Complete the Sales Cycle with CRM

Complete the Sales Cycle with CRM

Not sure where customer relationship management (CRM) fits into your sales cycle? Having trouble advancing or letting sales staff go? What separates a “good” salesperson from a “great” one?

In this article, you’ll learn how to recognize top-performing salespeople and how to complete the sales cycle with a professional CRM platform. Plus, you’ll understand how to turn negatives and lost sales into positives and opportunities.

Technology Changes, But Sales Strategy Stays the Same

Over time, the technology that fuels sales strategy continues to improve while communication methods are sharpened and refined. However, the underlying strategy behind successful sales stays relatively the same.

“With sales, pipeline is key. It’s huge,” says Laura Cavanaugh, Vice President of Sales for Ambassador Education Solutions during an episode of The Sales Lead Dog Podcast. “If you don’t have [a] pipeline, you don’t have sales.”

Cavanaugh stresses that an important part of that pipeline is a strong CRM platform and savvy implementation.

“[CRM] is the hub of everything you’re doing in sales,” she explains. “It’s going to make you a better salesperson if you manage it the right way.”

Strong CRM implementation is a way for your sales team to manage all the moving pieces at a glance. Without it, it’s easy to feel lost in the shuffle. And getting lost in the shuffle can mean the difference between a “good” salesperson and a “great” one.

Recognize Greatness in Your Sales Team

“Just having the drive to succeed, having a vision of where you want to go, and how you’re going to get there,” Cavanaugh says made all the difference for her.

“I feel that the best of the best of the best are just innately born salespeople,” she says. “It’s an innate ability.”

Great salespeople, in her opinion:

  • Are motivated and driven
  • Perform and deliver results
  • Know how to network and communicate with people

Cavanaugh is quick to point out that the difference between good and great is also data-driven. The great salespeople on her team, apart from knowing when to send an e-mail or engage a potential customer, are those who consistently go above and beyond to hit 150 or even 200 percent of their quota.

“You want to hold onto the great ones and never let them go.”

Challenges That Sales Leaders Face

Many sales reps are very focused on their own territory, but they can get wrapped up in their own sales bubble. Good salespeople aren’t bad at their job. They just have no desire to or can’t extend beyond their bubble.

A great salesperson, and by extension a sales leader, is one that understands how his or her role influences big-picture company goals.

It can be challenging, but sales leaders need to:

  • Recognize when a salesperson has peaked. If a salesperson is happy and fulfilled and still meeting his goals, that’s a win-win for your business and your sales team.
  • Recognize when people are ready to move into leadership. Have honest conversations with your sales team. If a salesperson has peaked and seems unfulfilled, move her into a leadership role.
  • Recognize when you’re being too empathetic and not pushing enough. Managing your empathy is vital when it comes to sales success. You may like a salesperson and want him to succeed, but it’s your job to draw the line when goals and quotas aren’t being met.

“At the end of the day, they’re going to make their contribution,” Cavanaugh says of salespeople she hires and works with. “And you’re responsible for it.”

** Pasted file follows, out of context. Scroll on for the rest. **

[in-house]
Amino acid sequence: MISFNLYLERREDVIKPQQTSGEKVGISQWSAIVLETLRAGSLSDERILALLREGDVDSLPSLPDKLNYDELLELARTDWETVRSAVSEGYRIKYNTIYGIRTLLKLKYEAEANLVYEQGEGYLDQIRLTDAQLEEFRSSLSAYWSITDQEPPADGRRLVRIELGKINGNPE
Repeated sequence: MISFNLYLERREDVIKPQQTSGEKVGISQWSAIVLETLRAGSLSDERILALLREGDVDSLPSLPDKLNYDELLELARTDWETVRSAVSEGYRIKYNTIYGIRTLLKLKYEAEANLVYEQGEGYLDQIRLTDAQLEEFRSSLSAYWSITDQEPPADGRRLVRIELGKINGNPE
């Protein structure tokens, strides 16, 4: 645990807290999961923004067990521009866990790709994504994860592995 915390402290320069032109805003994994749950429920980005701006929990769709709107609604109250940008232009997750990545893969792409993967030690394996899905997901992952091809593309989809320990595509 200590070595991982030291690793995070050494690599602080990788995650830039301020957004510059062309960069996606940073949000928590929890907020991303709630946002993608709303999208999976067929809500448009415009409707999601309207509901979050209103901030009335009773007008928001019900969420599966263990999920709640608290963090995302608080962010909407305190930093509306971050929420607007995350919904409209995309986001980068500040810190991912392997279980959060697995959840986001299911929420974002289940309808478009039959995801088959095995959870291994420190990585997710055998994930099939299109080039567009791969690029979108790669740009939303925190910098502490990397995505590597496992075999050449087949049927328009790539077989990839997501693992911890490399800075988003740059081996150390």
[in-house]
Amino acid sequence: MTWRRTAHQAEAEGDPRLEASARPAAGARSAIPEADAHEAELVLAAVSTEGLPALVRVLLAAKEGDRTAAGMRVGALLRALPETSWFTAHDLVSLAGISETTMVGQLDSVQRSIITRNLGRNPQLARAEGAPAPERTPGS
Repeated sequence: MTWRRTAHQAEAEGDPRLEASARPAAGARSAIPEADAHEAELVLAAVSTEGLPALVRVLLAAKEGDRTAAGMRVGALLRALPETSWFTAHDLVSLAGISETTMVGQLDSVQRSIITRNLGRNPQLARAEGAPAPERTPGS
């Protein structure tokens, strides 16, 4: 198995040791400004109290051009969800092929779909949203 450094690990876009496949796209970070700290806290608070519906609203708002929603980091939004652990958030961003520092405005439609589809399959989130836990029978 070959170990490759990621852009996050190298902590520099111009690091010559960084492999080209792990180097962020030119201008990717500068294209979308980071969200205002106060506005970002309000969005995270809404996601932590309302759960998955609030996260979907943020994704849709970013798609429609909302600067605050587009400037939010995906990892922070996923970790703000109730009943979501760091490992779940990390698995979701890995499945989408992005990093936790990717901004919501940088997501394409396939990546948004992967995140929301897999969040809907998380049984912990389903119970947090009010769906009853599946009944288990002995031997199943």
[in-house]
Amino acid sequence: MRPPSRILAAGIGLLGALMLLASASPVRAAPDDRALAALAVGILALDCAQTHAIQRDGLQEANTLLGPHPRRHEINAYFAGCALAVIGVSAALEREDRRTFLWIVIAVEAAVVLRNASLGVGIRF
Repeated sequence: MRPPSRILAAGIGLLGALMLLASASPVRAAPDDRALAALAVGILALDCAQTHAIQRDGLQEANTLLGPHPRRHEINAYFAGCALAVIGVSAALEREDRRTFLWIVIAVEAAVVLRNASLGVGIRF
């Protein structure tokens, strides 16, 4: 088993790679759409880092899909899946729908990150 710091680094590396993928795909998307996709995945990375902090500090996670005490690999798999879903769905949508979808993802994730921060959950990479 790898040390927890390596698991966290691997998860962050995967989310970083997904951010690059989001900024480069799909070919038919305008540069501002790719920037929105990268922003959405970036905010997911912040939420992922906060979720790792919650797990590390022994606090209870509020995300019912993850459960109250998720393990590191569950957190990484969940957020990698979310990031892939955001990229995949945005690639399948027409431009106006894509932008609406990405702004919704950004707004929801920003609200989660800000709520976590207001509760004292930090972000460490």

When “No” is Good for Business

Cavanaugh explains that one of the hardest things to do as both a sales leader and a salesperson is to reframe negative moments into positive ones.

She’s learned that “no” moments, when reframed, can almost be cathartic. In fact, it’s beneficial to leverage losses into learning moments and take what you learned on to the next sales opportunity.

Cavanaugh and her team take it even farther. After a sale falls through, her team will often approach the client to ask for feedback.

  • What did I do wrong?
  • What could I have done better?
  • What did a competitor do that won them the sale?

These questions are a way to turn a “no” response into a good-for-business opportunity that sharpens future interactions with new potential customers.

“We’re going to do that work to see where we fell short,” explains Cavanaugh of her feedback sessions.

“Sometimes they don’t want to share, but when they do, that’s super valuable,” she says. “Adjust and pivot, so the next time, they won’t get a negative response.”


Professional CRM Implementation Helps

All the above is Cavanaugh’s way of expressing just how important CRM is to her and her sales team(s). That’s why she considers CRM to be the hub that holds her sales strategy together.

“People spend a lot of time going after clients and contacts, and they don’t ever connect with them,” she offers. “They’re not able to move on. That’s just wasted effort.”

It’s professional CRM implementation that makes all the difference. Cavanaugh has learned throughout the years that self-implementation of CRM can be challenging.

She urges business leaders to not make assumptions and to, instead, look under the hood and into the back end before trying to self-implement CRM on their own.

If you’re not making the most of your CRM platform—or, worse yet, you’re paying for features that you’re not using—CRM implementation will be difficult.

That’s why the experts at Empellor CRM are here to help. Our team of CRM professionals knows what businesses need to succeed, and we’re great at helping you manage and improve your CRM strategy.

From CRM implementation to strategy assessment and staff augmentation, we’re able to revitalize the way you think about customer relationship management.

Tired of trying to self-start or simply need a helping hand? The professionals at Empellor CRM have you covered. Contact one of our experts today.